Olyphant’s winning smile, easy drawl, and Western acting pedigree mean he fits nicely into the shoes of Cobb Vanth, even if the character isn’t anything new. He does not fit as nicely into the baggy clothing under Boba Fett’s old armor, which is hilarious because a lot of other Star Wars costumes don’t fit super well either. I love the intentionally unpolished-looking parts of the saga. And yes, that’s Boba Fett’s armor, and not the last reference to the infamous bounty hunter in the episode.
As well as playing to Western type, Vanth also retreads some of the same ground as the cocky bounty hunter from season one, Toro Calican, down to the similar shots of the two of them speeder biking across the desert. Part of Vanth’s purpose is to contrast his disregard for Mandalorian and Tusken tradition for Din Djarin’s religious and cultural side. Djarin knows what it’s like to be part of a community forced to live on the margins. He can be cruel — like when he left Gor Koresh (John Leguizamo) to the dogs in the very beginning of the episode — but he does have a heart. And so, it turns out, does Vanth. It is a significant but small change, extending the lawman’s fondness for his own people out to his fellow denizens of the desert. It doesn’t feel groundbreaking, for good or ill.
Speaking of denizens of the desert, the Krayt dragon is the highlight of the episode. First seen as a menacing skeleton in A New Hope, the monster in the flesh is frightening and cool. It doesn’t quite look like either a Dune sandworm or a dinosaur, but you can see elements of both as well as where it got the dragon name. Swimming through the sand, it looks beautiful and strange, coming from unexpected angles and diving through the landscape. It fits nicely into the world, almost the same color and texture as the rocks. However, only ever showing its head means it feels a bit like playing with a toy with no tail at times.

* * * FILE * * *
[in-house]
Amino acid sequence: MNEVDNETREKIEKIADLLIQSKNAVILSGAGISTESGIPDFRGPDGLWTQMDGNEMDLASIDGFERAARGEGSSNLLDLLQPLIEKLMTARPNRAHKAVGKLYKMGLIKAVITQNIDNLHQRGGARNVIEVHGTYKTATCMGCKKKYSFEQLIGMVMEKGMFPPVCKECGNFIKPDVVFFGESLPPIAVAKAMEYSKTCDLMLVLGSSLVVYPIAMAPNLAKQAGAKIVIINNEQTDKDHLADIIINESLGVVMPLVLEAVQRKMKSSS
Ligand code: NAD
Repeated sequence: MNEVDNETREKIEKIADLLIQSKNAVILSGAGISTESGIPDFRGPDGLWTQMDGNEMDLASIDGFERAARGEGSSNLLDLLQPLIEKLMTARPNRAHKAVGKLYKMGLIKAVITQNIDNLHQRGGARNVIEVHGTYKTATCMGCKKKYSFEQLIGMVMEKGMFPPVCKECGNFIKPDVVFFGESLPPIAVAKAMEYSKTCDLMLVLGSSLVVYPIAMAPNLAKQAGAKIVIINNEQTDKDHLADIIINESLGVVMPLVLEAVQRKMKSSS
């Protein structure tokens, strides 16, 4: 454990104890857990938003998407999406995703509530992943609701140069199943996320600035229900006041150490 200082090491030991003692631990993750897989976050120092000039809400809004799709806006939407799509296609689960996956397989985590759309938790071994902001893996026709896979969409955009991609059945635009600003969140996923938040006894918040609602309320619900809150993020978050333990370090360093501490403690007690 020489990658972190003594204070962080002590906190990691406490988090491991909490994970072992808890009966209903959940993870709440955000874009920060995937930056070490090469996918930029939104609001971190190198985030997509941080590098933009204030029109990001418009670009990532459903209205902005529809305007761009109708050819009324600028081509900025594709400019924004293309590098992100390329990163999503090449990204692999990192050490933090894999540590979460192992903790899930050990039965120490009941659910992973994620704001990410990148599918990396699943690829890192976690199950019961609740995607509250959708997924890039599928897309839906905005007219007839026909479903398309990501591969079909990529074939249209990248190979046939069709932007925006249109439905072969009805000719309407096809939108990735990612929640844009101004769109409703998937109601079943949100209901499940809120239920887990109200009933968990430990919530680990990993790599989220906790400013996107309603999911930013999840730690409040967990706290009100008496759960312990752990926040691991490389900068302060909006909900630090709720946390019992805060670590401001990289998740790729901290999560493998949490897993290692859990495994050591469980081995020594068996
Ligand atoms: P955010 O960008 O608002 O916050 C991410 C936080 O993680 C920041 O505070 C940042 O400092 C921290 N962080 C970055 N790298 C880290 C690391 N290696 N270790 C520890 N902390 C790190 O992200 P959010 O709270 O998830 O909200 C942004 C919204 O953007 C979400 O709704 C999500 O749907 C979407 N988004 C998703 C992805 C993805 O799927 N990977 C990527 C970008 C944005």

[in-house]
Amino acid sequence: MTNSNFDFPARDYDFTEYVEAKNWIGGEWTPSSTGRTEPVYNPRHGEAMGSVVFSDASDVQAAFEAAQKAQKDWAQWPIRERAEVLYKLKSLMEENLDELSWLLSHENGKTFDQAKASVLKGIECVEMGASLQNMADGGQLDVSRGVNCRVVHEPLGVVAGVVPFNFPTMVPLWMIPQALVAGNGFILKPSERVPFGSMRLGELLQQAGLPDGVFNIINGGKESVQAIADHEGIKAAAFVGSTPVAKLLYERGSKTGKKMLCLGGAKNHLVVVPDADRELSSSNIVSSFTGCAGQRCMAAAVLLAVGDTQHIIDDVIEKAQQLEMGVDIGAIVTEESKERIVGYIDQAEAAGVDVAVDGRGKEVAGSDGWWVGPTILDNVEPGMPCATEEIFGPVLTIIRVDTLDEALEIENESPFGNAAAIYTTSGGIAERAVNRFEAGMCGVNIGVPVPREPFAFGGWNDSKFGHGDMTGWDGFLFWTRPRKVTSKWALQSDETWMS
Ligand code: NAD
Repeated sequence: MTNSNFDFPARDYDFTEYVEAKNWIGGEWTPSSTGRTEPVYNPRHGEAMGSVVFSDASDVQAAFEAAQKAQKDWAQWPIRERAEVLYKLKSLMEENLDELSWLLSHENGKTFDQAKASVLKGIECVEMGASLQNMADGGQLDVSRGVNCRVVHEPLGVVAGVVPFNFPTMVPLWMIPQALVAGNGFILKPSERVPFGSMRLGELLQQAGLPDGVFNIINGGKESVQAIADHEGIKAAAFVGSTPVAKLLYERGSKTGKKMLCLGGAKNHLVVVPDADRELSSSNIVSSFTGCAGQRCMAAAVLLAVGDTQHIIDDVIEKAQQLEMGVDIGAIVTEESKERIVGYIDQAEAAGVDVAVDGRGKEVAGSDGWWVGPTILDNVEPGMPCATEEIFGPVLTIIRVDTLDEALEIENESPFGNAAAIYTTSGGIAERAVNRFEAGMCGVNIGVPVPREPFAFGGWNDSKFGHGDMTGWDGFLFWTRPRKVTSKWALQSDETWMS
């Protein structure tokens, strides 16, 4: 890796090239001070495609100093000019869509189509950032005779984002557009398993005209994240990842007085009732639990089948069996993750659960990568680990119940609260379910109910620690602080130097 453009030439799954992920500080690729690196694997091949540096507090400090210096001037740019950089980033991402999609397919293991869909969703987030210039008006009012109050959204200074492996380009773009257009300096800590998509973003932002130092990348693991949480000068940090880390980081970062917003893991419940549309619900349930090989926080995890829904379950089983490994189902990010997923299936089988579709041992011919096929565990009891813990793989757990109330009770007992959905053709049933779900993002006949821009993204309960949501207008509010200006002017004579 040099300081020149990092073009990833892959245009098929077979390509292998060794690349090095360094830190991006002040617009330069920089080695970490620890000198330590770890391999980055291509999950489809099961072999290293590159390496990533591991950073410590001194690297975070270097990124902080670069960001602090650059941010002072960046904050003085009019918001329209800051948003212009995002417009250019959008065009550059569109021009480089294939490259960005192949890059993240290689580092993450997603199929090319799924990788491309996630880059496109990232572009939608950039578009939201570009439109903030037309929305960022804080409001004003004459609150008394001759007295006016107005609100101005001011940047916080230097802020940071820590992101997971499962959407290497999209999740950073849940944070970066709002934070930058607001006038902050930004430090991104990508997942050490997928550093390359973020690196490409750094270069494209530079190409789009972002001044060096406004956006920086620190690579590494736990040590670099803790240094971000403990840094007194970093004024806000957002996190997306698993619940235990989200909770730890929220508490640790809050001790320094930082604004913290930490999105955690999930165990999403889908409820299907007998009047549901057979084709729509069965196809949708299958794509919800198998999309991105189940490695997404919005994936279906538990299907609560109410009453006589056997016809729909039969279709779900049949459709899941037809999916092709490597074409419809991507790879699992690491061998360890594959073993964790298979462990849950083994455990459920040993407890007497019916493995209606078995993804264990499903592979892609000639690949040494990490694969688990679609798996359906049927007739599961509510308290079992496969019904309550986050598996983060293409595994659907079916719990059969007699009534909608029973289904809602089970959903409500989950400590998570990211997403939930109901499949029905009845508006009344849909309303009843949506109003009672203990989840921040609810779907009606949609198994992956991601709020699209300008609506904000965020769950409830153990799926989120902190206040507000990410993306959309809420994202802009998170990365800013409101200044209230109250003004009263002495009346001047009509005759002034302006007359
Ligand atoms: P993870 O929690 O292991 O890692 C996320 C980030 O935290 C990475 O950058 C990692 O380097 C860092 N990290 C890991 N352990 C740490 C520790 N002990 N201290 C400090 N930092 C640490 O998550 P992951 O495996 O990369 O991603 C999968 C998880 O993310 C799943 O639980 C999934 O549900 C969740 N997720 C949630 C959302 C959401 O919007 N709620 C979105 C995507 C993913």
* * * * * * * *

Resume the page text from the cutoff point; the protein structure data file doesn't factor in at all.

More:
I continue to marvel at the way The Mandalorian is shot, and how season two’s landscapes already feel more crowded and alive than season one’s, even though they are still pretty much the same deserts and cities. Close-ups on animals make the Tatooine ecosystem convincing. I haven’t talked much about the first few scenes because they aren’t directly connected to the Tatooine plot, but the crowded city and aliens are also convincing and fantastical. The music continues to add a great sense of wonder, and I loved the cameo from my favorite loud-mouthed mechanic, Peli Motto (Amy Sedaris).
And the finale does have a twist almost on par with Baby Yoda: Temuera Morrison taking on the role of Boba Fett, alive and scowling after seemingly escaping the sarlacc pit from Return of the Jedi. It’s a very brief cameo, and it’s unclear whether Boba will have a bigger role in the season than that, but it’s still a nice way to get fans talking after the credits have rolled. We wrote way more about Boba’s return here.
Half of my metric for The Mandalorian has become “Would my dad like this?” And I think he would. As for me, I’m still rooting for the show to go farther outside its comfort zone and move the plot along instead of telling these one-shot stories. The episode firmly convinced me of the threat of the Krayt dragon, of the coolness and value of Mandalorian armor, of the beauty of the off-white Tatooine desert. I just wish it had gone to a new planet, or even dived deeper into the characters. Boba’s appearance is exciting, but we’ve seen this story in the Expanded Universe before.
If this is average for season two, I look forward to seeing them really surprise us.